Dublin pair unveil €2.9bn scheme for green homes and factories in the UK
WELink also targeting US market and global solar energy expansion
Irish-founded and Dublin-headquartered modular home builder and solar energy developer WElink Group has signed a €2.9bn joint venture to build over 25,000 energy-efficient modular homes, five new factories and an R&D centre in Britain over the next five years.
Founders Barry O'Neill, a former executive with Irish-headquartered oil-to-computer-games distributor DCC and engineer Breandan MacAmhlaoibh, both Dubliners, also said they plan to enter the huge US market this year, where just over a million new homes a year are built.
The privately-owned firm is also developing €500m of new solar energy installations, with a capacity of about 440MW. It plans a further €800m more, with a capacity of 720MW. The projects will be located in the UK, Spain, Portugal, the US, Latin America and South East Asia.
Last January, this newspaper revealed how the duo had quietly raised over €300m in the past seven years, with the new projects' capital costs financed using project finance that the firm has raised. The business is profitable and O'Neill and MacAmhlaoibh retain the controlling equity stake in each of its projects. Other investors are a mix, mainly of family offices, small funds and private investors here, in the US and in Britain.
The firm's key partner in the construction projects is China National Buildings Material, a state-owned firm with $85bn (€80bn) of net assets involved in cement, lightweight building materials, glass, and plastic products, manufacturing and engineering services around the world.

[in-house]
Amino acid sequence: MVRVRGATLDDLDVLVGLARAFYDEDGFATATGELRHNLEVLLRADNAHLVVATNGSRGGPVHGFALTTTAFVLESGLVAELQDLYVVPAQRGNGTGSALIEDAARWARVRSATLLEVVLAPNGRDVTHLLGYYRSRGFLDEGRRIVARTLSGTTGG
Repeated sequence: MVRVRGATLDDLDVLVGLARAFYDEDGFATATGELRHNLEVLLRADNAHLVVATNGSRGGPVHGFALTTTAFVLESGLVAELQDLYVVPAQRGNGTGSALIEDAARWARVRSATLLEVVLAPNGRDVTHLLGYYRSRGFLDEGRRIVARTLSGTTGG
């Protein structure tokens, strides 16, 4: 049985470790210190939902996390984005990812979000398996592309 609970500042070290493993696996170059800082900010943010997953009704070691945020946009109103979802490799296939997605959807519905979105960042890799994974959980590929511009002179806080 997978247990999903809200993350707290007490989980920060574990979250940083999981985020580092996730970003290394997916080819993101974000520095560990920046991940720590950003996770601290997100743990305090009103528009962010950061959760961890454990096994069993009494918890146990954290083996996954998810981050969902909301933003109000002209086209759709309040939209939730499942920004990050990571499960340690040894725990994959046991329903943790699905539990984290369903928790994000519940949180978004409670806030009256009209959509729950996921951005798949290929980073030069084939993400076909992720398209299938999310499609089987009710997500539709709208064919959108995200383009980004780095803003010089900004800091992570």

The UK expansion also involves a partnership with Your Housing Group (YHG), a provider of social, affordable and retirement housing, which has 33,000 properties across the north of England and its midlands, and was involved in regenerating the Anfield area of Liverpool.
Each factory the firm establishes there will involve about €24m of investment, O'Neill said. There will also be at least 100 direct new employees, with up to 300 indirect jobs involved per factory.
"There's a commitment to a national strategy in Britain, involving standardised design and fast modular construction. It's a definite opportunity to keep these factories busy in each region," he added.
The announcement is likely to be one of the biggest investments by an Irish company in Britain this year, representing a huge vote of confidence given the uncertainty around Brexit.
It also comes at a time when the UK needs vast numbers of affordable new homes for its growing population.
It grew by over 500,000 in the year to June 2016, with net immigration of 335,000 for the same period.
From 45 employees 18 months ago in nine locations around the world, including Dublin, WElink's workforce has doubled to 92, with a further 35 joining by March.
Its staff is likely to increase to 200 by the end of the year, not including the factory workers.
Its modular buildings involve no water, concrete or waste in the building process, and can be built in about two weeks. They feature green technologies such as rainwater harvesting, rooftop solar panels and energy storage, and typically generate at least as much energy as they use. Equipment suppliers include Tesla, GE and Siemens.
O'Neill explained that the firm's agreed strategy with partner CNBM is to initially focus on the large markets of Britain, Spain and the US, meaning it could be some time before it turns its attention to the Irish market, where it would need a development partner. "Markets that don't have their scale are a different proposition," he said. "Our factories can produce 4,000 homes a year. We have the technology and the construction expertise, plus we provide finance and source materials.
"Our position in energy-efficient modular housing and renewable energy will generate more opportunities to grow. Our focus this year is to grow our footprint in the UK and Spain, while establishing a platform to enter the US market in the coming months, also with a joint venture partner. After that, we'll look to extend our reach to other markets, including Ireland," he said.
Sunday Indo Business